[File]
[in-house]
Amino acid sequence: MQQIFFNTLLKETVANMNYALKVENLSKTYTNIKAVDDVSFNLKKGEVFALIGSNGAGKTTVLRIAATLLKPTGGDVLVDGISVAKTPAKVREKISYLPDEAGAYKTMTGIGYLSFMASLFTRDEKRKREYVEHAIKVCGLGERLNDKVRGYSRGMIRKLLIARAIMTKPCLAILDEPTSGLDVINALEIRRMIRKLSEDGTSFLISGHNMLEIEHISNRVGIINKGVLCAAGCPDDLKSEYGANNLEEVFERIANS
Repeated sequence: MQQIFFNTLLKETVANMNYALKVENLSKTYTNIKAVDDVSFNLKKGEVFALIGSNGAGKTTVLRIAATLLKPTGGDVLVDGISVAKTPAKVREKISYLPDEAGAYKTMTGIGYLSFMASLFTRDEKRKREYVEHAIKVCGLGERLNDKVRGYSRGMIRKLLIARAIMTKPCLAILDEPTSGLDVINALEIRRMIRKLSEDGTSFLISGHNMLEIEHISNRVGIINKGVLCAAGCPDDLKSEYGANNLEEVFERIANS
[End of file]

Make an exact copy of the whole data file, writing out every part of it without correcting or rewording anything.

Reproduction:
[in-house]
Amino acid sequence: MQQIFFNTLLKETVANMNYALKVENLSKTYTNIKAVDDVSFNLKKGEVFALIGSNGAGKTTVLRIAATLLKPTGGDVLVDGISVAKTPAKVREKISYLPDEAGAYKTMTGIGYLSFMASLFTRDEKRKREYVEHAIKVCGLGERLNDKVRGYSRGMIRKLLIARAIMTKPCLAILDEPTSGLDVINALEIRRMIRKLSEDGTSFLISGHNMLEIEHISNRVGIINKGVLCAAGCPDDLKSEYGANNLEEVFERIANS
Repeated sequence: MQQIFFNTLLKETVANMNYALKVENLSKTYTNIKAVDDVSFNLKKGEVFALIGSNGAGKTTVLRIAATLLKPTGGDVLVDGISVAKTPAKVREKISYLPDEAGAYKTMTGIGYLSFMASLFTRDEKRKREYVEHAIKVCGLGERLNDKVRGYSRGMIRKLLIARAIMTKPCLAILDEPTSGLDVINALEIRRMIRKLSEDGTSFLISGHNMLEIEHISNRVGIINKGVLCAAGCPDDLKSEYGANNLEEVFERIANS